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Cox v. Trustmark National Bank

February 09, 1999

JOHN COX APPELLANT
v.
TRUSTMARK NATIONAL BANK APPELLEE



Before Thomas, P.j., Lee, And Southwick, JJ.

The opinion of the court was delivered by: Southwick, J.

DATE OF JUDGMENT: 2/11/98

TRIAL JUDGE: HON. PATRICIA D. WISE

COURT FROM WHICH APPEALED: HINDS COUNTY CHANCERY COURT

NATURE OF THE CASE: REAL PROPERTY

TRIAL COURT DISPOSITION: EASEMENT BY NECESSITY DECLARED

DISPOSITION: AFFIRMED - 02/09/99

MOTION FOR REHEARING FILED:

CERTIORARI FILED:

MANDATE ISSUED:

¶1. An easement by necessity was found to exist across the land of John Cox. The easement benefitted a tract once also owned by Cox, but then owned by Trustmark National Bank. While the case was pending, Cox entered a contract for the sale of his tract. At a hearing Cox acknowledged that the sales price was not affected by the possible easement. Since the date of judgment, each party has sold its parcel to the same individual, recombining the two tracts into one common ownership. That extinguishes the easement and the controversy except as to attorney's fees for defending against Trustmark's motion for a preliminary injunction. We find the injunction to have been proper.

STATEMENT OF FACTS

¶2. The two tracts in question total 6.7 acres in Hinds County adjacent to Livingston Road. In 1992 Cox conveyed all of the property to Patricia Jones, receiving a deed of trust to secure payment of the purchase price. In 1994 Jones deeded approximately 2.35 acres out of the total to the Whitney Company, Inc., a corporation owned by Jones and her husband. The 2.35 acres had no frontage with any street. There was testimony that the Joneses planned to develop both tracts for residences. A plat was prepared showing a street to be laid across the retained 4.35 acres that was to be the access to the Whitney Company tract. Trustmark National Bank made loans to Whitney to assist in the development. The Bank was granted a deed of trust on the 2.35 acre parcel and Cox released that tract from his deed of trust.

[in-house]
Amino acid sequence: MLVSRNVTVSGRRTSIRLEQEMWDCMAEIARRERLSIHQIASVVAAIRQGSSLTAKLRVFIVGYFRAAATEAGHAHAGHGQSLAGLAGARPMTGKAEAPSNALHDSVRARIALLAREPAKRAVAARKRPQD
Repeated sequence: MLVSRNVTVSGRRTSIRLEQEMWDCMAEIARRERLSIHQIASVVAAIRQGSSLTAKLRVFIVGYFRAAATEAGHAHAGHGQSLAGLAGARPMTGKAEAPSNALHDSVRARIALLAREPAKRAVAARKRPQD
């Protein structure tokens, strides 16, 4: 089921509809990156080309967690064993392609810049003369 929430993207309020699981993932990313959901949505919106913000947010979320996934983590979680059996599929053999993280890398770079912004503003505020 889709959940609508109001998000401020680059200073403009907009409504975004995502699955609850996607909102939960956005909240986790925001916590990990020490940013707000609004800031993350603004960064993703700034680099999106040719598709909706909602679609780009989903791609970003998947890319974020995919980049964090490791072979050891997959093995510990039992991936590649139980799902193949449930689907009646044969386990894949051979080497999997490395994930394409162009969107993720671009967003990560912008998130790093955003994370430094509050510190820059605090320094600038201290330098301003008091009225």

ΒΆ3. Trustmark foreclosed on the property in May 1997. It then brought suit against Cox and Jones, arguing that an easement should be declared across the 4.35 acre tract that was superior to Cox's deed of trust. Before any hearing was held, Cox foreclosed on ...


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